So far, we know a lot about what U.S. consumers are not doing. As seen in Karen Webster’s report on our exclusive COVID-19 consumer survey, we know they’re not staying in hotels (-26 percent), eating in restaurant dining rooms (-36 percent) or using public transit (-29 to -35 percent).
However, consumers have stepped up their activity in eCommerce.
The PYMNTS study found that 28.3 percent of respondents shop in stores less often and 10.5 percent shop online more often. The survey saw shopping of all kinds drop dramatically among those with incomes less than $50,000. More affluent consumers seem focused on avoiding public spaces, instead going online to buy what they need and want. It’s defining that “need and want” that will determine how eCommerce retailers go to market and will predict what level of spend they expect to see.
Part of that level of spend can be seen in a deeper dive into the PYMNTS report. It is a window into what will surely be a change in behavior as consumers continue to navigate the crisis toward what lies on the other side.
According to Bloomberg, more than 47,000 chain stores across the U.S. have temporarily shut their doors. At least 90 non-essential nationwide retailers have temporarily gone dark, and most of them are trying to get consumers to go online to shop.
If overseas patterns are any indication, the eCommerce trend will rise dramatically. According to data from Ipsos MORI, half of Chinese consumers and 31 percent of Italian shoppers say they are using eCommerce “more frequently” for products they’d usually purchase from physical stores. Other countries, including Vietnam, India and Russia, have also seen their populations going online more often, with the uptick measured at 57 percent, 55 percent and 27 percent, respectively. That study also showed that “hot spots” globally centered on food and water. Twenty-eight percent of U.S. respondents said they were using eCommerce to “stock up” on food.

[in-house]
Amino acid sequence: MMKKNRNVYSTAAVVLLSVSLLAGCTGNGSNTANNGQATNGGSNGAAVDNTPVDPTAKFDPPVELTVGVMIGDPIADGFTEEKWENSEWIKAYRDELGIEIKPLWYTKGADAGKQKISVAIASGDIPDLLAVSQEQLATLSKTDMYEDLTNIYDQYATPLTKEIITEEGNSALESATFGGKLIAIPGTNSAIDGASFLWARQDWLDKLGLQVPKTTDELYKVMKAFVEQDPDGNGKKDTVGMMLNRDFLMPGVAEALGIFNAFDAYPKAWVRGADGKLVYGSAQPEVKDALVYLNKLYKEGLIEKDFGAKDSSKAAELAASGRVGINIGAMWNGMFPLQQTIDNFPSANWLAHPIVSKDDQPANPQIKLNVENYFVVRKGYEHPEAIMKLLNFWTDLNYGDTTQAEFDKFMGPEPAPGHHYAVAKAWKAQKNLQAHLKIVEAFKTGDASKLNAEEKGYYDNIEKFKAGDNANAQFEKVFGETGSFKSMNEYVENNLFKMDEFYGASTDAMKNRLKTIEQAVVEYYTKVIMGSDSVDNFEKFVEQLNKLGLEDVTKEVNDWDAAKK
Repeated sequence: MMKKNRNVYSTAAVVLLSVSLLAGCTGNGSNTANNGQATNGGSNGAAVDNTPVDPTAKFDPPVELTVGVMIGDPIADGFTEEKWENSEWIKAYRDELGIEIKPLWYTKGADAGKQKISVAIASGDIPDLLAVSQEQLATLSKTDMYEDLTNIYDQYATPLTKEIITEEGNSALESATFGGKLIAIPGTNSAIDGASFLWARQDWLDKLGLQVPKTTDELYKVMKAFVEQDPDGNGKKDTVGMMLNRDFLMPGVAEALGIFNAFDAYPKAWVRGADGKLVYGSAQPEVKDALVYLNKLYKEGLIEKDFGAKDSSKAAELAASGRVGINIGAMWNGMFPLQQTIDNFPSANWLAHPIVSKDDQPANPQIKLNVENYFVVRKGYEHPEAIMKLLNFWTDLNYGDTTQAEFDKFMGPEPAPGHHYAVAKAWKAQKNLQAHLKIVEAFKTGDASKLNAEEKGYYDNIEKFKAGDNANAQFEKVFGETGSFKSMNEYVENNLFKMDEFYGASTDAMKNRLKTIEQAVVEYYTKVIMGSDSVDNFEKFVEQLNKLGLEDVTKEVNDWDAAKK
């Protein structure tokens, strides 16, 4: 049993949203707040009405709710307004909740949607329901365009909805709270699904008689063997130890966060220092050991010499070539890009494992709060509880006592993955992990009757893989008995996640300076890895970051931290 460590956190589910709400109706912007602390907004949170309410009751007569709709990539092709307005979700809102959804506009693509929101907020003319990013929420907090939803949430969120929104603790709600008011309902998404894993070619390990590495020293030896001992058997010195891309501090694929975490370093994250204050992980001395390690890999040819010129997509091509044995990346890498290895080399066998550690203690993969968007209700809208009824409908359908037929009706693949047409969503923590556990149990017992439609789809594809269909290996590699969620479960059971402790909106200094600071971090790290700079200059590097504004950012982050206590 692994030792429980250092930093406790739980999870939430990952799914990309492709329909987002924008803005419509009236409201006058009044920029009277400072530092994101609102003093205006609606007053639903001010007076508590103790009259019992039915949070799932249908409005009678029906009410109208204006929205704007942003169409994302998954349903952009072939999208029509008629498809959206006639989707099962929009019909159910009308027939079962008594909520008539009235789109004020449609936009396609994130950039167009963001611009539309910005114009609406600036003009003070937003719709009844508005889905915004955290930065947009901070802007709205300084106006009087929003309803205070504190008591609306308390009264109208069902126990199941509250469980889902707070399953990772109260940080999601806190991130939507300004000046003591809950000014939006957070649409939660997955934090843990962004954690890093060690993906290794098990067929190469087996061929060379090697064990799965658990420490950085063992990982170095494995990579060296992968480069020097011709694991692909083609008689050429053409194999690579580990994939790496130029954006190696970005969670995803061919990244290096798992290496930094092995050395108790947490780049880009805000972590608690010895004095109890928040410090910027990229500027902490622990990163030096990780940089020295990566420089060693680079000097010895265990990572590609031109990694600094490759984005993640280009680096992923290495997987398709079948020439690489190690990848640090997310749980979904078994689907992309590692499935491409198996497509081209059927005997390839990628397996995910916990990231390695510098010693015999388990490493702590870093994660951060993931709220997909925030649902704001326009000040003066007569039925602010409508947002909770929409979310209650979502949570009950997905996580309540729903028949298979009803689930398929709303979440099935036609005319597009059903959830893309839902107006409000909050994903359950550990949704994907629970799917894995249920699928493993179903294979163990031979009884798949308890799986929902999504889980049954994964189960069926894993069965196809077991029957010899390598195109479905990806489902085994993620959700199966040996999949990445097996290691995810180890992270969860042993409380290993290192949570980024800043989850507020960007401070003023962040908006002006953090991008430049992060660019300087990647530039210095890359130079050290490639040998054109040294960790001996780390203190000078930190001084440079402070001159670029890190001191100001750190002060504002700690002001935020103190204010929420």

In fact, a growing number of consumers are turning to online grocery delivery rather than taking the risk of an in-store visit. March 15 saw a record number of average downloads, with Instacart experiencing a 218 percent increase compared to download activity in February. The delivery company claimed that total sales had grown tenfold during the first week of March compared to the previous week.
But food and water do not a trend make. Other products have started to show trendlines, both positive and negative. CouponBirds, which analyzes SKU-level searches, released data early this week showing that health products like sanitizer, protective clothing, gloves and masks increased by 78 percent in the past two weeks. The second highest-growth category at 51 percent was essential oils, which are used to treat coughs, colds and sore throats. The third thriving business was the food and meals category, ascending by 40 percent. Following that came tobacco, grocery, web service, games and guns, growing by 31 percent, 25 percent, 23 percent, 22 percent and 17 percent, respectively.
On the other side, CouponBirds’ data analysis also revealed the businesses seeing the worst impact. The search for outdoor brands and products dropped by 59 percent. Next, travel and flight services dropped by 43 percent. Tickets and theatre searches decreased by 42 percent. Restaurants, haircare, beauty and accessories also fell by 23 percent, 21 percent, 18 percent and 14 percent in sequence.
“As patterns begin to emerge in response to news events of this nature, it will be imperative for companies to learn from these scenarios so they can sustain growth even in times where COVID-19 has uprooted people’s lives,” says Scott McKenzie, Nielsen’s global intelligence leader. “These patterns will help provide leading and trailing indicators to those trying to understand how people will respond as developments continue to play out at different times in different countries.”
As March comes to a close, monthly sales data will show more about what consumers will spend on and how they will spend it. As Webster puts it: “What’s clear is that every change in behavior requires a catalyst to drive lasting change. The fear of loss in the form of COVID-19 and its unprecedented impact on the global economy and every person living in it could be the catalyst that will shape our connected economy’s future.”